Frank Gruttadauria, 44, is suspected of conducting a 15-year fraud while working as a broker for various firms, including SG Cowen Corp. and Lehman Brothers Inc. He disappeared Jan. 11 but surrendered to the FBI in Cleveland Saturday and was being held without bail on a charge of making false statements to a financial institution.
The charge stems from a $6 million line of credit Gruttadauria received in December from National City Bank. According to the affidavit, he told the bank he had $13 million in assets in a Lehman Brothers account, but the account actually had a value of $6.55.
Bank of America alleges fraud in Brazil bank deal
Bank of America Corp., which paid $254 million for Banco Liberal SA, says in a lawsuit that the sellers inflated the purchase price and then stole $38 million from the Brazilian bank after transferring ownership.
In court papers filed yesterday in New York, the No. 3 U.S. bank also claims that it's now exposed to "significant penalties" because the sellers, who were officers of Banco Liberal, violated Brazilian foreign exchange law.
Bank of America, then known as NationsBank, bought a majority stake in Banco Liberal in 1998 as part of its effort to expand into the Brazilian market. When Bank of America first invested in Banco Liberal, the Brazilian bank was the country's fourth-largest manager of foreign money.
Among the defendants in the suit are Aldo Floris, the former Liberal president who ran Bank of America operations in Brazil; Antonio Carlos Lemgruber, a former president of Brazil's central bank who ran Banco Liberal's overseas operations; and Lauro de Luca, Banco Liberal's head trader.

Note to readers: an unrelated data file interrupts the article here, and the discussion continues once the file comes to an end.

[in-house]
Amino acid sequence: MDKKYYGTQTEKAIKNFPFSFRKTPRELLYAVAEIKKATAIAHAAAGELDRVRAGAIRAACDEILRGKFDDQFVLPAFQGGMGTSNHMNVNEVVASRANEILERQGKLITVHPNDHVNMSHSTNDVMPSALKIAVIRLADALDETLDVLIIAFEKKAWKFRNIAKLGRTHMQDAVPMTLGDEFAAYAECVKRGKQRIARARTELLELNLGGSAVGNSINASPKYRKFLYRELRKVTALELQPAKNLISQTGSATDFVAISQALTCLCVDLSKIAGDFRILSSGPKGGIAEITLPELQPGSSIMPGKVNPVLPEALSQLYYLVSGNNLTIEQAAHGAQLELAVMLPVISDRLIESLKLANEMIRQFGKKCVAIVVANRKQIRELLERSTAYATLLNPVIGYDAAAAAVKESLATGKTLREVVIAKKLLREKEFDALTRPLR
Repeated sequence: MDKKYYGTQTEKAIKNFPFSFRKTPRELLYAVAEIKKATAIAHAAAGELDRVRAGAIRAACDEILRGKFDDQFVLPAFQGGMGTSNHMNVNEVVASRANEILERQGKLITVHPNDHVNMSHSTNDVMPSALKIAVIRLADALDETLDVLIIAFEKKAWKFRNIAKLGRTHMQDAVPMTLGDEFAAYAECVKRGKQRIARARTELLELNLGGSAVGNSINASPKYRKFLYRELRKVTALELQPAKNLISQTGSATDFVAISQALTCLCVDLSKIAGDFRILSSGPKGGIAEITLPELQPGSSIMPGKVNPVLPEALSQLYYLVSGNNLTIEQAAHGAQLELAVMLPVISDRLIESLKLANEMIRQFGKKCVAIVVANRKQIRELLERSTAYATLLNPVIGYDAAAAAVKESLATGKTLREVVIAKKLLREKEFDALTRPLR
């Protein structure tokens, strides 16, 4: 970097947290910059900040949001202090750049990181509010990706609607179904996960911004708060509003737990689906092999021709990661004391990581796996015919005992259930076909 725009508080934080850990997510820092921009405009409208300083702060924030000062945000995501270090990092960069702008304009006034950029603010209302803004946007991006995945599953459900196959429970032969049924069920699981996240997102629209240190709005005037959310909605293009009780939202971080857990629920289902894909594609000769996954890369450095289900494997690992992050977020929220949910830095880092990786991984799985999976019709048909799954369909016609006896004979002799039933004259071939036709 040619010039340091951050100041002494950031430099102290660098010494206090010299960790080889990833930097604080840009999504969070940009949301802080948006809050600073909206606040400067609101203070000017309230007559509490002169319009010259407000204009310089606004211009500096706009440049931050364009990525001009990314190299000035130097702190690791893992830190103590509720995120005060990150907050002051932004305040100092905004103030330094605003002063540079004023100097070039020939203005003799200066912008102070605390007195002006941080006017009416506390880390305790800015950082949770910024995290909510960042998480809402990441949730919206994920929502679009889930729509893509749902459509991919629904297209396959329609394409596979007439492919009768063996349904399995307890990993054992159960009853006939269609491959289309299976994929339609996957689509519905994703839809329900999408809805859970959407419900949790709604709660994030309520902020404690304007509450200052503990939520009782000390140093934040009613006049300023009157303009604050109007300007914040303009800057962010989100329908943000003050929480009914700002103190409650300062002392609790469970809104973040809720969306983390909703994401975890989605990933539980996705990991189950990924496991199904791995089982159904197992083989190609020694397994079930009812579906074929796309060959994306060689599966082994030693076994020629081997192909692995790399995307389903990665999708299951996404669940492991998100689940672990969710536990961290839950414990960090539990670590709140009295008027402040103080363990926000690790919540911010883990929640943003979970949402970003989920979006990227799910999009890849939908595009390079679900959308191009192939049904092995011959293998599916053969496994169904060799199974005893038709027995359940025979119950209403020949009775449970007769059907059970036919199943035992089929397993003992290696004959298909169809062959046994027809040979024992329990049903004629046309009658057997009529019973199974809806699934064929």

Chrysler to sell parts firm to German auto supplier
The Chrysler Group has agreed to sell its Dayton Thermal Products plant in Ohio to Behr GmbH & Co., a German auto supplier, the companies said yesterday.
The plant, which employs 1,979 workers, supplies heating and air conditioning parts for Chrysler vehicles. The purchase price was not disclosed.
Behr, based in Stuttgart, said it plans to expand the number of products made at the plant over the next three to five years.
GE Medical Systems to buy software company
General Electric Co. said its GE Medical Systems unit has agreed to purchase iPath, a producer of software for managing hospital operating rooms.
Terms weren't disclosed and a spokeswoman declined to provide additional details. The purchase of iPath and its ORMIS software will help GE Medical Systems of Milwaukee to expand its ability to offer a totally digital operating room environment, GE said.
iPath software allows operating room managers to track how long patients are scheduled to be in surgery based on the procedure, the surgeon's name and the resources needed, the statement said.
Intel unveils new chips to improve hand-helds
Intel Corp. introduced a family of microprocessors yesterday that promise to improve the performance and increase the battery life of hand-held devices such as cell phones and palm-size computers.
The processors will enhance music, movies and games on next-generation gadgets, which are expected to be popular as wireless networks are upgraded in coming months.
The PXA210 will run at speeds of up to 200 megahertz and will be used in cell phones, entry-level hand-helds and wireless devices. The larger PXA250 will run at speeds of up to 400 MHz and will be part of high-end hand-held devices.
Suit links 3 bankruptcies to slow payments by HMO
Texas sued PacifiCare of Texas Inc. yesterday, claiming that slow payments from the health maintenance organization helped force three health care providers into bankruptcy.
The state's lawsuit, filed in Austin, alleges that PacifiCare failed to properly monitor its delegated networks, organizations that contract with PacifiCare to help provide health care to the HMO's members.
This column was compiled from reports by Sun staff writers, the Associated Press and Bloomberg News.